To the Girl with the Make-Up Face,
Okay. Even though my alarm will come bright and early and there’s editing to do tonight, my mind is stuck on you. Quite honestly, I can’t get you out of my head. You with black-lined eyes, pink cheeks, and glossy red lips. I know what you’re thinking in the brain behind the beauty.
It’s confusing sometimes, I know. Complicated for sure.
The possibilities are endless, aren’t they? To keep up is run the treadmill of self-sequestering – always trying but never arriving. It’s a battle of unrealistic proportions, but to be female is to fight and to cover your wounds with another layer of foundation.
You stand just feet from me, but really you’re miles away. Your smile seems welcoming but I know you – you won’t let me in, you won’t let me see your heart. I mean, you won’t even let me see your face.
And here’s the thing I’m stuck on tonight: we don’t believe that.
We, Jesus followers, don’t believe that lips should be red and the ones that aren’t have nothing to say. We don’t believe that women with age on their faces should be ashamed. We don’t believe in championing size zero jeans. We don’t believe in devaluing the girl in her glasses, the one with the scars, or the laugh lines who show on the elderly face. We who know Jesus don’t believe in hiding and covering and pretending and distance.
So, what are we doing? What is all this obsessive talk about loosing weight and Sephora and the newest technology in hair removal? What are we doing with our money, our time, our thoughts? Why are we so preoccupied with covering ourselves?
Dare I say it’s because there’s something else we don’t believe?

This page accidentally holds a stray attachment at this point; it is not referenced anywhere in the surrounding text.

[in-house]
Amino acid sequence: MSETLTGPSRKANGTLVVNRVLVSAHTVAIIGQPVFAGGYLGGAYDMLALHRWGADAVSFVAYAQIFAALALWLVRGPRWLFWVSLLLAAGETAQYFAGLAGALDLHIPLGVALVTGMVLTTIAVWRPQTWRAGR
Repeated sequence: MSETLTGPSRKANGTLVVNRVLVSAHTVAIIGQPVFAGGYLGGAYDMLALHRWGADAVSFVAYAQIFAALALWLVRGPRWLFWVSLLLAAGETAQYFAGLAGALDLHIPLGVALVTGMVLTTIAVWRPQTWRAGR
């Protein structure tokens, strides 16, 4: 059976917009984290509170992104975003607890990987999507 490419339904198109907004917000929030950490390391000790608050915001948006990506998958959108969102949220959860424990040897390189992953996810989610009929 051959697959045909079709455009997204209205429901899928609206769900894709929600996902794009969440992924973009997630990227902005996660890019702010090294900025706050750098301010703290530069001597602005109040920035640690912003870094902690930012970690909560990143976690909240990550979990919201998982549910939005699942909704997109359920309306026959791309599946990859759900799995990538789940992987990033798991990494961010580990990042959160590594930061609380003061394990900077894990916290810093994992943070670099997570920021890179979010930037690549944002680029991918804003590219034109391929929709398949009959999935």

We don’t believe He’s done it.
I want to suggest tonight that the reason we are fixated on covering ourselves is because we fail to believe that He has done the covering work for us. Jesus Christ, the God-Man, came to earth, took on this flesh, walked this turf, died our death, and rose to life so that He could cover all our ugliness. Somewhere along the line, we stopped looking to Him and started looking in the mirror. We forgot what is really ugly (sin) and, therefore, have forgotten what is really beautiful (Christ). We’re no longer trying to be like Him, but more like ourselves, perpetuating the same kind of façade over and over in hopes that some day we’ll be acceptable because we no longer believe He has made us so.
This letter isn’t mean to be a rant, I promise. It’s just that I want you to know that you don’t have to do all that all the time. The hair and the face and the body and the clothes, I mean. You don’t have to spin your wheels and wear yourself out in pursuit of the mirage of self-production. I guess this letter is just to tell you that it’s okay. You’re okay.
At the end of it all, I feel as if I have nothing to say. Because I am you. And this letter best fits in my own mailbox. Perhaps that is the point of all the questions and maybe it’s best to fold this letter in three and tuck it away to find it in three years’ time. Maybe then I’ll need to remember. Maybe then I’ll need to preach the covering gospel to myself again. Maybe then, if I’ve forgotten, I’ll believe the words pushed from my own pen.
Or, maybe, I’ll quietly set it beside the bathroom mirror.
And tomorrow morning,
when I am sure to have already forgotten,
I’ll choose to believe